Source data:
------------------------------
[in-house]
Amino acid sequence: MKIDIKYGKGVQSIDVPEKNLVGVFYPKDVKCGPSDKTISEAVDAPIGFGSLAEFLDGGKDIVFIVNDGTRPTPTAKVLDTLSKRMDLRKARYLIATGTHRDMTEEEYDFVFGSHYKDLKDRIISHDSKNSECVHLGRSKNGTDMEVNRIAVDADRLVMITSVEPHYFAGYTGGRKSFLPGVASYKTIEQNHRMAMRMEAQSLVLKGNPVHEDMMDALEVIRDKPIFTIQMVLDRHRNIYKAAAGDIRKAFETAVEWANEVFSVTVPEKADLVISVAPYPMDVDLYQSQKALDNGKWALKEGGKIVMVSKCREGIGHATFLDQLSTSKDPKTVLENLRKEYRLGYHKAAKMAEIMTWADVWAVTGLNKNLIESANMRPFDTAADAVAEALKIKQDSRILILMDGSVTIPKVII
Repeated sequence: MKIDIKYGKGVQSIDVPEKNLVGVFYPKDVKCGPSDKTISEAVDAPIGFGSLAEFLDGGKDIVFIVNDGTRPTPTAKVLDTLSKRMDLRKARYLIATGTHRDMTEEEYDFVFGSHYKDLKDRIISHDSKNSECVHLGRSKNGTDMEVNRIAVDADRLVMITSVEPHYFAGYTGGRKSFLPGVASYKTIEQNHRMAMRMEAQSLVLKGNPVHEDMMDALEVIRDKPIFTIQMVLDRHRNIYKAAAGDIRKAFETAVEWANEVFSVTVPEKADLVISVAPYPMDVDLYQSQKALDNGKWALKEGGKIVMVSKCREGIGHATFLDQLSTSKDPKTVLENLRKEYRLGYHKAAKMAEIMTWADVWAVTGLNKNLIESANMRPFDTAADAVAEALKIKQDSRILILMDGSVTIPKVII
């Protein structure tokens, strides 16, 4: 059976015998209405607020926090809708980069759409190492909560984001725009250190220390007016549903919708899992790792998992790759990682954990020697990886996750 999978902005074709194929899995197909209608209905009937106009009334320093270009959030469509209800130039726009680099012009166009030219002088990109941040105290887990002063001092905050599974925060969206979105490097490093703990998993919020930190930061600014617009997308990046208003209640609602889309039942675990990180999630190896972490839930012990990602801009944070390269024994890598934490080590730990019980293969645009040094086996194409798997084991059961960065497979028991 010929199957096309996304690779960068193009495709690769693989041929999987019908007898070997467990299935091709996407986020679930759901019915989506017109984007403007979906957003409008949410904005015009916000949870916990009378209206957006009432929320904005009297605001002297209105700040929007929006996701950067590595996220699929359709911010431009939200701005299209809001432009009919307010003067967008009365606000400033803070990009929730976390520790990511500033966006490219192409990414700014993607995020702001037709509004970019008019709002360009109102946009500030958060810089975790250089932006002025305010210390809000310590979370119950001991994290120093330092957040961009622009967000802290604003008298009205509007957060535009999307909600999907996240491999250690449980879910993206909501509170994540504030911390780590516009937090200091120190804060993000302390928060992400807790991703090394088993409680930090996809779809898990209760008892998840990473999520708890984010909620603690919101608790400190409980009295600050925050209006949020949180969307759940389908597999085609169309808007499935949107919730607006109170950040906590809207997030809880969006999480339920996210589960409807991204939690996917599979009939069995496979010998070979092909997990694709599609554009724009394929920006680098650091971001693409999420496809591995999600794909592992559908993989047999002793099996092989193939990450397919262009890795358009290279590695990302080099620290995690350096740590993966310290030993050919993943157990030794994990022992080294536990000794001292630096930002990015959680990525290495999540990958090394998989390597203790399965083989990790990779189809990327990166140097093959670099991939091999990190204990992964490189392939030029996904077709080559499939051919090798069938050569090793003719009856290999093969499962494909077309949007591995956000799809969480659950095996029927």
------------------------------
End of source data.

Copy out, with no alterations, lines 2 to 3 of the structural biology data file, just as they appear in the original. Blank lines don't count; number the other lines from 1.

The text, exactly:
Amino acid sequence: MKIDIKYGKGVQSIDVPEKNLVGVFYPKDVKCGPSDKTISEAVDAPIGFGSLAEFLDGGKDIVFIVNDGTRPTPTAKVLDTLSKRMDLRKARYLIATGTHRDMTEEEYDFVFGSHYKDLKDRIISHDSKNSECVHLGRSKNGTDMEVNRIAVDADRLVMITSVEPHYFAGYTGGRKSFLPGVASYKTIEQNHRMAMRMEAQSLVLKGNPVHEDMMDALEVIRDKPIFTIQMVLDRHRNIYKAAAGDIRKAFETAVEWANEVFSVTVPEKADLVISVAPYPMDVDLYQSQKALDNGKWALKEGGKIVMVSKCREGIGHATFLDQLSTSKDPKTVLENLRKEYRLGYHKAAKMAEIMTWADVWAVTGLNKNLIESANMRPFDTAADAVAEALKIKQDSRILILMDGSVTIPKVII
Repeated sequence: MKIDIKYGKGVQSIDVPEKNLVGVFYPKDVKCGPSDKTISEAVDAPIGFGSLAEFLDGGKDIVFIVNDGTRPTPTAKVLDTLSKRMDLRKARYLIATGTHRDMTEEEYDFVFGSHYKDLKDRIISHDSKNSECVHLGRSKNGTDMEVNRIAVDADRLVMITSVEPHYFAGYTGGRKSFLPGVASYKTIEQNHRMAMRMEAQSLVLKGNPVHEDMMDALEVIRDKPIFTIQMVLDRHRNIYKAAAGDIRKAFETAVEWANEVFSVTVPEKADLVISVAPYPMDVDLYQSQKALDNGKWALKEGGKIVMVSKCREGIGHATFLDQLSTSKDPKTVLENLRKEYRLGYHKAAKMAEIMTWADVWAVTGLNKNLIESANMRPFDTAADAVAEALKIKQDSRILILMDGSVTIPKVII